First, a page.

The present lacquer box was made to preserve the second handscroll from a series of 12 scroll paintings titled Kangxi Nanxun tu ('Emperor Kangxi's Southern Inspection Tour') (fig. 1). As well as representing a beautifully crafted piece by the hand of a lacquer ware artist employed by the Neiwufu (Imperial Household Department) located within the Imperial Palace grounds in Beijing, it is also of historical importance for its association with possibly the greatest painting projects conducted during the reign of the Kangxi emperor. See the box made for the tenth scroll, which is in the collection of the Palace Museum in Beijing and is illustrated in Qing Legacies: The Sumptuous Art of Imperial Packaging, The Macao Museum of Art, Macau, 2000, cat. no. 1 (fig. 2), where it is believed to have been made by the order of the Qianlong Emperor to house the handscroll depicting the southern inspection tour of his grandfather, the Kangxi emperor. It is also mentioned in the Macao Museum of Art catalogue (p. 68) that the copper bolts of the body exactly match with the grooves of the lid so that the box can be securely locked. The Palace Museum box is of the same form and decoration as the present example, confirming that the twelve containers of the Kangxi Nanxun tu were identical and were both most likely produced during the Qianlong reign. It can then explain why both the Palace Museum scroll box and the present lot are attached with an old label reading Kangxi ye ('Grandfather Kangxi'). The tenth scroll box is incised with the date reading Kangxi ershiba nian sisi er yue ('Second month in the 28th year of the Kangxi period'), which is a month later than the date of the current lot, with the cyclic year mistakenly incised as sisi instead of jisi. That the very same error also appears on the present box suggests the possibility of the inscriptions on both boxes being carved by the same hand, or the cyclic year being directly copied from the same draft.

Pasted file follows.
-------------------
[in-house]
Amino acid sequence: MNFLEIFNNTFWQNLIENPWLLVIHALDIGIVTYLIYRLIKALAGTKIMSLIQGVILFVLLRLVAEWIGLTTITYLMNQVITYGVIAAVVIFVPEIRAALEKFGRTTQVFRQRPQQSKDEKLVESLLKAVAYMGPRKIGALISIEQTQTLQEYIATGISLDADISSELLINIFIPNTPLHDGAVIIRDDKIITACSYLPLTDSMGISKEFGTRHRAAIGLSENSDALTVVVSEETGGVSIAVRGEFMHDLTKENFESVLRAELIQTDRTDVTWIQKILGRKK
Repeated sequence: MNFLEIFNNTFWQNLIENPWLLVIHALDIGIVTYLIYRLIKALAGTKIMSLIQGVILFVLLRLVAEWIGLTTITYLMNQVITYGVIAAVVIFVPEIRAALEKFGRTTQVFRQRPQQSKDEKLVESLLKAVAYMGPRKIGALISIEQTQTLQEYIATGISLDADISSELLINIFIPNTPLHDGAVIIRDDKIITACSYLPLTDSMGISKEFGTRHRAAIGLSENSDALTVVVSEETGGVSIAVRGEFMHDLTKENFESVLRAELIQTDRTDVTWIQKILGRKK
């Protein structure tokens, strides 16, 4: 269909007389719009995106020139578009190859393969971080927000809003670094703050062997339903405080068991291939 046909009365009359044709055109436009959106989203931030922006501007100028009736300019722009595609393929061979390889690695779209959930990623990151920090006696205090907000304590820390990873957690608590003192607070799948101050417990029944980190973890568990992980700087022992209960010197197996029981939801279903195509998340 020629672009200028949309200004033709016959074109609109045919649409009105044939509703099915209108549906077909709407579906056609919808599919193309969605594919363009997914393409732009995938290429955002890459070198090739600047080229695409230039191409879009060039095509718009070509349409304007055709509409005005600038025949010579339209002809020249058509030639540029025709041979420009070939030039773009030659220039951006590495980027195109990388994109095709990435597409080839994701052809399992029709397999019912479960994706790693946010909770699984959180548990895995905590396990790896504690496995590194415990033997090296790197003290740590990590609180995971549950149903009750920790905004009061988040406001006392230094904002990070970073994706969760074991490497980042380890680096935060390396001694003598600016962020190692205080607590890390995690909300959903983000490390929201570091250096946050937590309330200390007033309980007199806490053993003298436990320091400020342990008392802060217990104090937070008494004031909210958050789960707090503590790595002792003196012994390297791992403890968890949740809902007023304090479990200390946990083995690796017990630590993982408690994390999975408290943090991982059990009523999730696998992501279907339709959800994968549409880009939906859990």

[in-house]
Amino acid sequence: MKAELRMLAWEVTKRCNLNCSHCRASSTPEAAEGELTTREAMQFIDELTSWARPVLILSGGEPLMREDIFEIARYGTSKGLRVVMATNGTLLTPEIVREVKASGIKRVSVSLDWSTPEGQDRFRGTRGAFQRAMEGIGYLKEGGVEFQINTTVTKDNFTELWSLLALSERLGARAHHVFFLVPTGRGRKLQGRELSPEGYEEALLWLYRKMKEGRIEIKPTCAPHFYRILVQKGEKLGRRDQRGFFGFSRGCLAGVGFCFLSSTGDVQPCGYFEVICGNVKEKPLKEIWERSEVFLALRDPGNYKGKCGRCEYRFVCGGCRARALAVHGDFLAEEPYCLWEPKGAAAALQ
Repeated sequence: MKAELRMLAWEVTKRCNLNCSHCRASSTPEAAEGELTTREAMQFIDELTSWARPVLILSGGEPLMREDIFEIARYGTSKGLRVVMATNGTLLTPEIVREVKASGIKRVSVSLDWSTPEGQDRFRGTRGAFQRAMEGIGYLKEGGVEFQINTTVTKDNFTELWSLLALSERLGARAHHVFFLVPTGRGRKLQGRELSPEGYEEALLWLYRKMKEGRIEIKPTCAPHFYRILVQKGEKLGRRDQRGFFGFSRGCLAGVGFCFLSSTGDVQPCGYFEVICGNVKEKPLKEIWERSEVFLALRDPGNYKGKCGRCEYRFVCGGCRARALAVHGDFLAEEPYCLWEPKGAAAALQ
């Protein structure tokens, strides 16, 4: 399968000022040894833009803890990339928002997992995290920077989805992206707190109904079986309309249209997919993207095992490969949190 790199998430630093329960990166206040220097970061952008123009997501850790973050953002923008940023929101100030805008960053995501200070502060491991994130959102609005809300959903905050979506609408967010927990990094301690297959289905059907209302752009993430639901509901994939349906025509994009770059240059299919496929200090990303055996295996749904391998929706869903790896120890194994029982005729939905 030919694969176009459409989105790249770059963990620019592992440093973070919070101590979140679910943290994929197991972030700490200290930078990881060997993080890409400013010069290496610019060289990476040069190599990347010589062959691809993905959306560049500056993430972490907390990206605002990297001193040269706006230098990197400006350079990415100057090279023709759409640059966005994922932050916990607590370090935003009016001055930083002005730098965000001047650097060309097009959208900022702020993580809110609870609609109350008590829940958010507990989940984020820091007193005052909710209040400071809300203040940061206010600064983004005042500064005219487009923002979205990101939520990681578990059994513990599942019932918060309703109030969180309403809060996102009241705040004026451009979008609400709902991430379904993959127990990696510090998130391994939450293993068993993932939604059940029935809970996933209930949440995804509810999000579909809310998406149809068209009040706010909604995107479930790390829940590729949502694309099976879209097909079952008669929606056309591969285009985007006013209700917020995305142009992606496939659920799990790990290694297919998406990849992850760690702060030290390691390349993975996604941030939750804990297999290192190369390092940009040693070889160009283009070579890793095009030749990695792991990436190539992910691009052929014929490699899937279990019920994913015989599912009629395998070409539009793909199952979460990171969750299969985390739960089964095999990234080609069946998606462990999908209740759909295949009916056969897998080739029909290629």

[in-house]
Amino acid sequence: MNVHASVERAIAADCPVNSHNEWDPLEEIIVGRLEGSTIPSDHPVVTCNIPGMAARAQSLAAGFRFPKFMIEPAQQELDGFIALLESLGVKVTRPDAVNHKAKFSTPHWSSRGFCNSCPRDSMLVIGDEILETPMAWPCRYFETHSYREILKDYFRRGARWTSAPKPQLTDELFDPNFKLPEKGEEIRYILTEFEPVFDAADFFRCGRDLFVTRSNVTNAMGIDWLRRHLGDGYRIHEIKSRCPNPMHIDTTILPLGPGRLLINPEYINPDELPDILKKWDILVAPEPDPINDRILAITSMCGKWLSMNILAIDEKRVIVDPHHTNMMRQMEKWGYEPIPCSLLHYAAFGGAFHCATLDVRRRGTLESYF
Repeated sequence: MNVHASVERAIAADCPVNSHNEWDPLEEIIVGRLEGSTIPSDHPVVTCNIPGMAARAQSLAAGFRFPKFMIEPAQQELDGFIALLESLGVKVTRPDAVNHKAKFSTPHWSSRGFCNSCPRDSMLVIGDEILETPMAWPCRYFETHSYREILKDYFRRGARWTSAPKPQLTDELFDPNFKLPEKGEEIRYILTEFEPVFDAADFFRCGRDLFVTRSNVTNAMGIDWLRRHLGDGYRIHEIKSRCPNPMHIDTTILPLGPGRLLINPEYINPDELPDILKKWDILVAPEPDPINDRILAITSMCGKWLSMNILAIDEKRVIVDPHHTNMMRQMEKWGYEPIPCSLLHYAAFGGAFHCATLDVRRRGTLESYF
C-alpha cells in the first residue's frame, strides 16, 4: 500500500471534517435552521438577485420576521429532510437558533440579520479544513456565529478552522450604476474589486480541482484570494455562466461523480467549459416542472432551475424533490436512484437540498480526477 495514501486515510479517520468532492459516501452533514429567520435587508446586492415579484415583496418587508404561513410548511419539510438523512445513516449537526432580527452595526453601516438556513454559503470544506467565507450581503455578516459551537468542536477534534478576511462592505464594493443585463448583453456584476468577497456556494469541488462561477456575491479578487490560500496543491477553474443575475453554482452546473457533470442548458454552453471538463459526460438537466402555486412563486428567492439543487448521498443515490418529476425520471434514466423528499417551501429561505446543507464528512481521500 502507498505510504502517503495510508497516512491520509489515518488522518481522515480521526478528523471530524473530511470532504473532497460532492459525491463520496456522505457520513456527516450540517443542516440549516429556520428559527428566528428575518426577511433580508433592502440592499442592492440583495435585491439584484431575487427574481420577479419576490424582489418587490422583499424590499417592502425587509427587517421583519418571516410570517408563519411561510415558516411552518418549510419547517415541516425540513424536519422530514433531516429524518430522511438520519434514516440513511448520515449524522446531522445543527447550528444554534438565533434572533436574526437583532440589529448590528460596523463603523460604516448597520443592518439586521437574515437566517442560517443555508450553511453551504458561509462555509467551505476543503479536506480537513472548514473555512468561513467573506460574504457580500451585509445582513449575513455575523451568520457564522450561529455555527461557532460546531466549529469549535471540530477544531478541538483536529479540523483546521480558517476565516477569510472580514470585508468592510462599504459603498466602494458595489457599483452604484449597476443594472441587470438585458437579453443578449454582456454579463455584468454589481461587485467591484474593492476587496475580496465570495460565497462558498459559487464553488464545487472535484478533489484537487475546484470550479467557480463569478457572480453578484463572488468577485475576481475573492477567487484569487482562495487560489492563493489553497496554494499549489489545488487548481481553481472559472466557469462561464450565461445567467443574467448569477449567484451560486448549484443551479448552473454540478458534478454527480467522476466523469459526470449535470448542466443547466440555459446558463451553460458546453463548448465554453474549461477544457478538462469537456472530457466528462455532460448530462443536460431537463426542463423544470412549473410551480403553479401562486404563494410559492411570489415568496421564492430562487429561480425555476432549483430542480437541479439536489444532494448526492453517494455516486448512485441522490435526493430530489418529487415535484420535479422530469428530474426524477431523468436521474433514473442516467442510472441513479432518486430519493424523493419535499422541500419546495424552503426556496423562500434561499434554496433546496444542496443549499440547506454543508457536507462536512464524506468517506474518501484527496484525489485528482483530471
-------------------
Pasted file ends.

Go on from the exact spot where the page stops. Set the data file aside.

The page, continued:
Another aspect worth noting is that this box would have been stored in the Shouhuang Dian within the Imperial Palace compound. According to Nie Chongzheng's study of the sixth scroll from the Kangxi Nanxun tu, sold in these rooms, 8th April 2010, lot 1824, Shouhuang Dian was the hall where all artwork with the Emperor's image was housed during the Qing dynasty. For more information see Nie Chongzheng, 'Viewing a Remnant of the Sixth Scroll of the Kangxi Emperor's Southern Tour', Sotheby's Catalogue, Hong Kong, 2010, pp. 92-95.
There are some examples of Qianlong lacquer decorated in this elegantly lavish manner known as the qianjin technique. It is a decorative method where the surface of the lacquer is incised with a tool, followed by the application of lacquer to the engraved lines which are then filled with gold leaf. The height of qianjin lacquer was during the Yuan and early Ming periods with records showing that imperial gifts from China to Japan in 1406 and 1433 included qianjin lacquer works. This confirms the existence of imperial patronage for works embellished in this technique which then continued to be used in the early period of the Qing dynasty under Qianlong's reign. Interestingly, lacquer boxes made to house court paintings of the Qianlong emperor's southern inspection tour were ordered by the Court from the lacquer workshops in Suzhou and were not made in the Palace Workshop. See a carved red-lacquer box for the Southern Inspection Tour scrolls made circa 1776, now in the Metropolitan Museum of Art, New York, published in Wen C. Fong and James C.Y. Watt, Possessing the Past, New York, 1996, fig. 177.